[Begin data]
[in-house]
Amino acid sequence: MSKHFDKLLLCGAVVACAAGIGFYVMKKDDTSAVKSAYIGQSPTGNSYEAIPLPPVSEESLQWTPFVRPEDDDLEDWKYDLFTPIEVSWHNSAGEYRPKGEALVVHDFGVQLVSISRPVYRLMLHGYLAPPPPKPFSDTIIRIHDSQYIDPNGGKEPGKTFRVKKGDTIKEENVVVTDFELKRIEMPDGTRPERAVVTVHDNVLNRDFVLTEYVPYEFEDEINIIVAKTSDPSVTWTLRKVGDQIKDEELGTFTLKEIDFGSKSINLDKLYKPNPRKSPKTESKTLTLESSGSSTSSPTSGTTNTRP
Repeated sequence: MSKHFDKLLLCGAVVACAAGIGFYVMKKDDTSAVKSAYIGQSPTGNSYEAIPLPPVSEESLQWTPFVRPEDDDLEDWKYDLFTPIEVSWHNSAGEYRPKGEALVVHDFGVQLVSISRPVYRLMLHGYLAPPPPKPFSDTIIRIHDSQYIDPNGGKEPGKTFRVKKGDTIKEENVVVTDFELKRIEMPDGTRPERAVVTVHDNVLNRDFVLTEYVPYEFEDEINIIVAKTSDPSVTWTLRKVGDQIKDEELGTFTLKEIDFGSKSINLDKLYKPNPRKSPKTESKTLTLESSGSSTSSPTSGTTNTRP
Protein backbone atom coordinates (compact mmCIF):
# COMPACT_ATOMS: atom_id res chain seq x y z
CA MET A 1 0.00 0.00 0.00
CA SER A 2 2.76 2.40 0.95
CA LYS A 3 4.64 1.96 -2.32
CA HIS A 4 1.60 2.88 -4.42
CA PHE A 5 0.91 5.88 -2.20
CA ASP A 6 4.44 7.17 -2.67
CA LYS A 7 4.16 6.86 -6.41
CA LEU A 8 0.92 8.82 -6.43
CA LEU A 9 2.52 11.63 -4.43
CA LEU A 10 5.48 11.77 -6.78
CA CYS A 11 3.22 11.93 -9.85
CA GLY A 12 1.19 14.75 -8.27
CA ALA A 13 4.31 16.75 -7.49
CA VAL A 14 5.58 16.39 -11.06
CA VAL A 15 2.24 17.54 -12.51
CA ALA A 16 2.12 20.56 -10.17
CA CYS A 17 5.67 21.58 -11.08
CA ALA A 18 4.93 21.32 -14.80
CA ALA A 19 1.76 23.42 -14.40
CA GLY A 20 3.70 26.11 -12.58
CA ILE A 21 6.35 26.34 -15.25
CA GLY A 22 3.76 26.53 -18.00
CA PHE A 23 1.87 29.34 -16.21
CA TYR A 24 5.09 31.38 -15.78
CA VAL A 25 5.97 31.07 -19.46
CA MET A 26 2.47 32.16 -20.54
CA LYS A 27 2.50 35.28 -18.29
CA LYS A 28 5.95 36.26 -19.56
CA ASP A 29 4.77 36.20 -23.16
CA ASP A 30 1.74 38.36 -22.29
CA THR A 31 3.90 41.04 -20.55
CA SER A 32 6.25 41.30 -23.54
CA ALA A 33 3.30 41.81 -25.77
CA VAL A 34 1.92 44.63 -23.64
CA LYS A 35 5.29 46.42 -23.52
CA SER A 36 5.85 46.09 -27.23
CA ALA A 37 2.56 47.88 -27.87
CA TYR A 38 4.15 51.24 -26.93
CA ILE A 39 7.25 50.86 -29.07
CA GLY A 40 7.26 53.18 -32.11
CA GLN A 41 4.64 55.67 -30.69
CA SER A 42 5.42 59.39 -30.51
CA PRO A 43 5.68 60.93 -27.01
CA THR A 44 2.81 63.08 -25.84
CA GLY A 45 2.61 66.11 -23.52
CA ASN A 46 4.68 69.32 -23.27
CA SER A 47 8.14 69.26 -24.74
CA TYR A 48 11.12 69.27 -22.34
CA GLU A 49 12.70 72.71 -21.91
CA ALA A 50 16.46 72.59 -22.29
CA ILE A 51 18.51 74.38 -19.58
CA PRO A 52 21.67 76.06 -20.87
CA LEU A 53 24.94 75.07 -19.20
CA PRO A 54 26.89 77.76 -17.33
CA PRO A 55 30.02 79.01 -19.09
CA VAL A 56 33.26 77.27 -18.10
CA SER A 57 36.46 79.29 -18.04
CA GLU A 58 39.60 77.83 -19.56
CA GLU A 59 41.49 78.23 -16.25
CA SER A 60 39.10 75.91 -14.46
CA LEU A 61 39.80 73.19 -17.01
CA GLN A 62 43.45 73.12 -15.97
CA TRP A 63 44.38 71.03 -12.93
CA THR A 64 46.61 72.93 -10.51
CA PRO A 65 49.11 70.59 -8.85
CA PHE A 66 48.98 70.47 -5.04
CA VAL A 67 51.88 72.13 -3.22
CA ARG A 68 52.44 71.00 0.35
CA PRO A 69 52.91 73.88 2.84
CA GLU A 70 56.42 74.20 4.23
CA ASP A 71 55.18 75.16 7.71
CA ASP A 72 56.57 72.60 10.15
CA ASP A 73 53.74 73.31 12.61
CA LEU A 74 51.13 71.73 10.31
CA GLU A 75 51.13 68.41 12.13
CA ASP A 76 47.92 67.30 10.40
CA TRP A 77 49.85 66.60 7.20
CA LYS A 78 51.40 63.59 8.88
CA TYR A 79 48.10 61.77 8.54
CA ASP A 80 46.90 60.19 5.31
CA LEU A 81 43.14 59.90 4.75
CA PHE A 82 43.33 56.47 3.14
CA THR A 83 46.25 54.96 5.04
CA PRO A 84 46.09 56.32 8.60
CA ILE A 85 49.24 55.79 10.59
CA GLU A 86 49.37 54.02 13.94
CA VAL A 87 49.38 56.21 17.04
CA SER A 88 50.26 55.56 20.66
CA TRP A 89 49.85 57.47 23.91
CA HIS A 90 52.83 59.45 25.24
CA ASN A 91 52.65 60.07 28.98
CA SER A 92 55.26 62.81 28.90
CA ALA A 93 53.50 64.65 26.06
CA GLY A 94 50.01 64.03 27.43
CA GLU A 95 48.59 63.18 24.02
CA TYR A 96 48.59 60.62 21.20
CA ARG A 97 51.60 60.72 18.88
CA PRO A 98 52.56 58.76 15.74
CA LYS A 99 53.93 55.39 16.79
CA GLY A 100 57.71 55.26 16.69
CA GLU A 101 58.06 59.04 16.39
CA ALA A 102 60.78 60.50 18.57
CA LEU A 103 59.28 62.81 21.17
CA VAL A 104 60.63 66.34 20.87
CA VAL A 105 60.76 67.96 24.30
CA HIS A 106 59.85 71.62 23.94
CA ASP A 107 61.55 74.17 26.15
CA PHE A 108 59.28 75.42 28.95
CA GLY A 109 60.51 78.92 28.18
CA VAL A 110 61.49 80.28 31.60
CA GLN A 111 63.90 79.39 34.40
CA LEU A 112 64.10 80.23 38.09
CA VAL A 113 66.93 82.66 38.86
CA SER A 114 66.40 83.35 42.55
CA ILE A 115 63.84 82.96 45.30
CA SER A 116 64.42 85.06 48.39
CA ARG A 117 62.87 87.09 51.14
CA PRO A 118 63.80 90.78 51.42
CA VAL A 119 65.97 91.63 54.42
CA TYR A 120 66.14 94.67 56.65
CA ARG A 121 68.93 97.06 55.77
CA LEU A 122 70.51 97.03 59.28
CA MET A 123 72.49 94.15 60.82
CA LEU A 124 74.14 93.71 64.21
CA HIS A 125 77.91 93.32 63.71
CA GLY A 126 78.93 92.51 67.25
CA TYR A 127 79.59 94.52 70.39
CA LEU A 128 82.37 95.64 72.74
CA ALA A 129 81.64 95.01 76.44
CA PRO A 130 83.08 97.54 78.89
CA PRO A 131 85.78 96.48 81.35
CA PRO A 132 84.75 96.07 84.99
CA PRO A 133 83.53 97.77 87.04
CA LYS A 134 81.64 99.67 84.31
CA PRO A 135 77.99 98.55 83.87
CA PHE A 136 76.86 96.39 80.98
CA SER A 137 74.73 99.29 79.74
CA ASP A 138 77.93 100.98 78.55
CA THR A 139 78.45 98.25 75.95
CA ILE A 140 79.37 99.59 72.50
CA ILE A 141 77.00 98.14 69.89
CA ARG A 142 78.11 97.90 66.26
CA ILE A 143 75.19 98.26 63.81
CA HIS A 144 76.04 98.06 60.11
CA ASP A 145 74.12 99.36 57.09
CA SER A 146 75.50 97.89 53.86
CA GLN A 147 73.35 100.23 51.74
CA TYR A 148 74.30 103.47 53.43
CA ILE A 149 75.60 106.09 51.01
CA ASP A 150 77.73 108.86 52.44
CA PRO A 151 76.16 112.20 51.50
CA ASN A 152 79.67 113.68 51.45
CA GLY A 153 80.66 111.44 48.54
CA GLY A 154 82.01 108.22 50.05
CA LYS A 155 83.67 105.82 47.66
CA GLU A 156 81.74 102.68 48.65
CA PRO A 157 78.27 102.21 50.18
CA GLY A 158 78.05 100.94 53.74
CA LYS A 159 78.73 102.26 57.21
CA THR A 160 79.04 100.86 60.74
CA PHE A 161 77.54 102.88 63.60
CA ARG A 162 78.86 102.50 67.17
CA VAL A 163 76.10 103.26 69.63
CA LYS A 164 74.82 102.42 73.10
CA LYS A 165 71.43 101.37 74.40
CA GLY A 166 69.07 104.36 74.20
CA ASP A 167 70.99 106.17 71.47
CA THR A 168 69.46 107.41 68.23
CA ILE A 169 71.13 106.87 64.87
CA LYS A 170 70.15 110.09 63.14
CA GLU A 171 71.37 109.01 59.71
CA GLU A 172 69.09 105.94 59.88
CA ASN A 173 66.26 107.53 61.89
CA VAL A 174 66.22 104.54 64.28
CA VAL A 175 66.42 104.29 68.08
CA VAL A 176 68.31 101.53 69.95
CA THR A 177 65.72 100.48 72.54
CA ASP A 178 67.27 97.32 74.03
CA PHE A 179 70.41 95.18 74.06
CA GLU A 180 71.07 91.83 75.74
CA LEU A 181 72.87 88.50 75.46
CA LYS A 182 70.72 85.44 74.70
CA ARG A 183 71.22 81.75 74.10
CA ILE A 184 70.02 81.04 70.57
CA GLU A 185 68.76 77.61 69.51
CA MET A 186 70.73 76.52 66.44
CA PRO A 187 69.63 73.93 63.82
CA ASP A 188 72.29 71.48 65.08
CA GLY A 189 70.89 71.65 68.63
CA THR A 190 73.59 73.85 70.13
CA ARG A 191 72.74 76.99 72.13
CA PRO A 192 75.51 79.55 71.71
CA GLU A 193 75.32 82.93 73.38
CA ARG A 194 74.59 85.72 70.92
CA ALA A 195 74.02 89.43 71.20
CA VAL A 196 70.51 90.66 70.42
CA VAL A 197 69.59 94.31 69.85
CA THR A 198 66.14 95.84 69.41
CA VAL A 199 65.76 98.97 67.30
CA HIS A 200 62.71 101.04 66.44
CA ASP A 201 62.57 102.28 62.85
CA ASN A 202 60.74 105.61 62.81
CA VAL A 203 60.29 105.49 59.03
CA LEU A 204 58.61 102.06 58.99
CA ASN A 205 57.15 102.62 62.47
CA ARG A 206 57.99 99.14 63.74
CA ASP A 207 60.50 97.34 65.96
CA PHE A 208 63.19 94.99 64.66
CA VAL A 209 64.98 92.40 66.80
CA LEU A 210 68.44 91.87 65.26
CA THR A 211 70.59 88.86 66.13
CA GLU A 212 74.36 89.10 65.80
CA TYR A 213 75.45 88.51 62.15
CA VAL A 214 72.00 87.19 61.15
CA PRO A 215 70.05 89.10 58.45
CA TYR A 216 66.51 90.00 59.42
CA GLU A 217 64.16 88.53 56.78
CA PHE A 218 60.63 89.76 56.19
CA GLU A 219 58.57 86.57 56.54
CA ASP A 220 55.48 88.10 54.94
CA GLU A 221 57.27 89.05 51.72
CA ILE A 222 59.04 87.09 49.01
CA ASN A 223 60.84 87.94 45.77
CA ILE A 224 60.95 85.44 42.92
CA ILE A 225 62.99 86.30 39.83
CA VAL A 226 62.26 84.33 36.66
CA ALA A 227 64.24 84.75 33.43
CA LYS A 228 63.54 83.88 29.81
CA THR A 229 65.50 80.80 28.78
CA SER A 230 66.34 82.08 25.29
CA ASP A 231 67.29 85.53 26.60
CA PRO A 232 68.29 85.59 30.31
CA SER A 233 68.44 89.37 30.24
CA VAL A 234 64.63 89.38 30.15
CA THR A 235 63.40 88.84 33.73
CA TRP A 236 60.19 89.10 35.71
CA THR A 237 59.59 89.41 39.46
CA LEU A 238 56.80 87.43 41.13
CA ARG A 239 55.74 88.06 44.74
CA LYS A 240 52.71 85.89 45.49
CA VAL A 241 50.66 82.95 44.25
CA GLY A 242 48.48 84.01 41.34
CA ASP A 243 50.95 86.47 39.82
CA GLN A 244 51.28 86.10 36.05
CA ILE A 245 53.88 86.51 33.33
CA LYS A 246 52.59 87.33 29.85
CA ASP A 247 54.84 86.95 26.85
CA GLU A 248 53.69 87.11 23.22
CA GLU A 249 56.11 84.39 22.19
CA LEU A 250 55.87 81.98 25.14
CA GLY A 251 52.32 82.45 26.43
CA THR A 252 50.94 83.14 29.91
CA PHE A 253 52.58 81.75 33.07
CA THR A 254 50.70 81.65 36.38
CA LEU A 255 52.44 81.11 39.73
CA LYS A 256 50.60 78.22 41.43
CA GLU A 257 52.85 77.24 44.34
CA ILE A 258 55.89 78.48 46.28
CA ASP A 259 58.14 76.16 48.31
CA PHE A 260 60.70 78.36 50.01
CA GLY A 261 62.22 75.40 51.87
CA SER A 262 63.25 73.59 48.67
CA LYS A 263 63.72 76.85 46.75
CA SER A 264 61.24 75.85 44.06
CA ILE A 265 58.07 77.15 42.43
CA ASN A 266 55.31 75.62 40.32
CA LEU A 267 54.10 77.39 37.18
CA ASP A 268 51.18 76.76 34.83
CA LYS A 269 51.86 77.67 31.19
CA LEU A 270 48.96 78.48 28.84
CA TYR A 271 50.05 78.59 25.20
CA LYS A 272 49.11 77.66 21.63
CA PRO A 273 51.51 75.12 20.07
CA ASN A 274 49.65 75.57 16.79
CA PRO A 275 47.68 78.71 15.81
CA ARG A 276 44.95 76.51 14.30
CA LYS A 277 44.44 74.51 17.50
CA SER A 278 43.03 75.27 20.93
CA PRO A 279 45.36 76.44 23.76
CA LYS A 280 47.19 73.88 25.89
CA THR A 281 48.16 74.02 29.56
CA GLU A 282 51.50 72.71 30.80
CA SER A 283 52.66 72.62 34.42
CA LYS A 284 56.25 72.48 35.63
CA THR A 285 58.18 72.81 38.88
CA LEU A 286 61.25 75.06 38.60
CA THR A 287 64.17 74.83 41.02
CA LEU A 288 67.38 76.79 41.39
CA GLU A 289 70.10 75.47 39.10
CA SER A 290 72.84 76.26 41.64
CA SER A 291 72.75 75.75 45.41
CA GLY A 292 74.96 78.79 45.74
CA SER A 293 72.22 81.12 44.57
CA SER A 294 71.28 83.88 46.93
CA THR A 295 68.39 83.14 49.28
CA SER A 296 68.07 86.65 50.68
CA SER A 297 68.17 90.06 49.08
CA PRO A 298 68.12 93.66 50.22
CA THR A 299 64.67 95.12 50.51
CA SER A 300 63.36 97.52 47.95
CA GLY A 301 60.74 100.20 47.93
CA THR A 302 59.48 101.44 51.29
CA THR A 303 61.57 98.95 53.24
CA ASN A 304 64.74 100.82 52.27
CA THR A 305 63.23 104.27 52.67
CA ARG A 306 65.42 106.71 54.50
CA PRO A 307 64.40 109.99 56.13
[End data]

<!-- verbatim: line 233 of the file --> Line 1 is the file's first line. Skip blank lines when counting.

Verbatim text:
CA LYS A 228 63.54 83.88 29.81